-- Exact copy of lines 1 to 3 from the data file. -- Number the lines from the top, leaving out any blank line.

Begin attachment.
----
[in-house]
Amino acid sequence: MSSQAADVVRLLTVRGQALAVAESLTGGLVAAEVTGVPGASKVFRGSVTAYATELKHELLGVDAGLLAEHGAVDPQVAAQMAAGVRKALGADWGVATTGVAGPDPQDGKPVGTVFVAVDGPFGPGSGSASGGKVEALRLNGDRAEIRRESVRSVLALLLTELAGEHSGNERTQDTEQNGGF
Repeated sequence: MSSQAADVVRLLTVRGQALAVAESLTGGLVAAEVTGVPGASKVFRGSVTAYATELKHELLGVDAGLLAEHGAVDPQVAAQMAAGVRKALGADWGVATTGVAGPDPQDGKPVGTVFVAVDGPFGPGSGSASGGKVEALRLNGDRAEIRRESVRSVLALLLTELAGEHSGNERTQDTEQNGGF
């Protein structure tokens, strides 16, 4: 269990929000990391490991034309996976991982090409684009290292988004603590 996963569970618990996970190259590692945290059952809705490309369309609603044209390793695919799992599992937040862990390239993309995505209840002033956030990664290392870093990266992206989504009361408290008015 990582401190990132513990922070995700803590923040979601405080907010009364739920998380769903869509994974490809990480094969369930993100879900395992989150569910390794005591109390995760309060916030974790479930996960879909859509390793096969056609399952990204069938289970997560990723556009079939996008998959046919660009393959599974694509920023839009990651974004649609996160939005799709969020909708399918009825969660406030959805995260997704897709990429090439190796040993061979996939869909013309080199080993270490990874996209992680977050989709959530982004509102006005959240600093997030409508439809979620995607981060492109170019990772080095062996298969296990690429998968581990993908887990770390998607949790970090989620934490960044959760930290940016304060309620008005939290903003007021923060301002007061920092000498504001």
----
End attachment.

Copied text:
[in-house]
Amino acid sequence: MSSQAADVVRLLTVRGQALAVAESLTGGLVAAEVTGVPGASKVFRGSVTAYATELKHELLGVDAGLLAEHGAVDPQVAAQMAAGVRKALGADWGVATTGVAGPDPQDGKPVGTVFVAVDGPFGPGSGSASGGKVEALRLNGDRAEIRRESVRSVLALLLTELAGEHSGNERTQDTEQNGGF
Repeated sequence: MSSQAADVVRLLTVRGQALAVAESLTGGLVAAEVTGVPGASKVFRGSVTAYATELKHELLGVDAGLLAEHGAVDPQVAAQMAAGVRKALGADWGVATTGVAGPDPQDGKPVGTVFVAVDGPFGPGSGSASGGKVEALRLNGDRAEIRRESVRSVLALLLTELAGEHSGNERTQDTEQNGGF